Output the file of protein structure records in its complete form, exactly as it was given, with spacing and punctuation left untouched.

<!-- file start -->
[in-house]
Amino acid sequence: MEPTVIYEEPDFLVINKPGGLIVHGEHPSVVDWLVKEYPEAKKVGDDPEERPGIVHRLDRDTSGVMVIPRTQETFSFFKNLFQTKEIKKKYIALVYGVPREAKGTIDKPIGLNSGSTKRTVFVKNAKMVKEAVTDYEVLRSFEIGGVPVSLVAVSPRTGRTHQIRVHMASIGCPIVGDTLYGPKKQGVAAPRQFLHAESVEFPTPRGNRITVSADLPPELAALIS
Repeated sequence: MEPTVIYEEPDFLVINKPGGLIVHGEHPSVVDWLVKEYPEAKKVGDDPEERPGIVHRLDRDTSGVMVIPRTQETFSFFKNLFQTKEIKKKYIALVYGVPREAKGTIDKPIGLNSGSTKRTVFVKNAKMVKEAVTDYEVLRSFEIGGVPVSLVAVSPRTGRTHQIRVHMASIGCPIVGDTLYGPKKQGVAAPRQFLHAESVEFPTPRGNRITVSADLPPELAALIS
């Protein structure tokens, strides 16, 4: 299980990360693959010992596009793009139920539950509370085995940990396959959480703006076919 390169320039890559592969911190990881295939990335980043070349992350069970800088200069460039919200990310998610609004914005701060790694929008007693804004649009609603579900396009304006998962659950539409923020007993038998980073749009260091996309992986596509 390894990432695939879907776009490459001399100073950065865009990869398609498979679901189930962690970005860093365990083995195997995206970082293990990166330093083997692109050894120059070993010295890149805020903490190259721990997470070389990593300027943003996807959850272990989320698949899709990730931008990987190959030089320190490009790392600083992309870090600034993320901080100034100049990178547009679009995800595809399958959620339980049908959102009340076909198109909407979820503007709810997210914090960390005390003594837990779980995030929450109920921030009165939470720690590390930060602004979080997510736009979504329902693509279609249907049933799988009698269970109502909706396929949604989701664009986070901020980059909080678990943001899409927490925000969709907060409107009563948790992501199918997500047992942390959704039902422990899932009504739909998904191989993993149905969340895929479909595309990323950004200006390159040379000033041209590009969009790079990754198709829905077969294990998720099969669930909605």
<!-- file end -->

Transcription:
[in-house]
Amino acid sequence: MEPTVIYEEPDFLVINKPGGLIVHGEHPSVVDWLVKEYPEAKKVGDDPEERPGIVHRLDRDTSGVMVIPRTQETFSFFKNLFQTKEIKKKYIALVYGVPREAKGTIDKPIGLNSGSTKRTVFVKNAKMVKEAVTDYEVLRSFEIGGVPVSLVAVSPRTGRTHQIRVHMASIGCPIVGDTLYGPKKQGVAAPRQFLHAESVEFPTPRGNRITVSADLPPELAALIS
Repeated sequence: MEPTVIYEEPDFLVINKPGGLIVHGEHPSVVDWLVKEYPEAKKVGDDPEERPGIVHRLDRDTSGVMVIPRTQETFSFFKNLFQTKEIKKKYIALVYGVPREAKGTIDKPIGLNSGSTKRTVFVKNAKMVKEAVTDYEVLRSFEIGGVPVSLVAVSPRTGRTHQIRVHMASIGCPIVGDTLYGPKKQGVAAPRQFLHAESVEFPTPRGNRITVSADLPPELAALIS
């Protein structure tokens, strides 16, 4: 299980990360693959010992596009793009139920539950509370085995940990396959959480703006076919 390169320039890559592969911190990881295939990335980043070349992350069970800088200069460039919200990310998610609004914005701060790694929008007693804004649009609603579900396009304006998962659950539409923020007993038998980073749009260091996309992986596509 390894990432695939879907776009490459001399100073950065865009990869398609498979679901189930962690970005860093365990083995195997995206970082293990990166330093083997692109050894120059070993010295890149805020903490190259721990997470070389990593300027943003996807959850272990989320698949899709990730931008990987190959030089320190490009790392600083992309870090600034993320901080100034100049990178547009679009995800595809399958959620339980049908959102009340076909198109909407979820503007709810997210914090960390005390003594837990779980995030929450109920921030009165939470720690590390930060602004979080997510736009979504329902693509279609249907049933799988009698269970109502909706396929949604989701664009986070901020980059909080678990943001899409927490925000969709907060409107009563948790992501199918997500047992942390959704039902422990899932009504739909998904191989993993149905969340895929479909595309990323950004200006390159040379000033041209590009969009790079990754198709829905077969294990998720099969669930909605």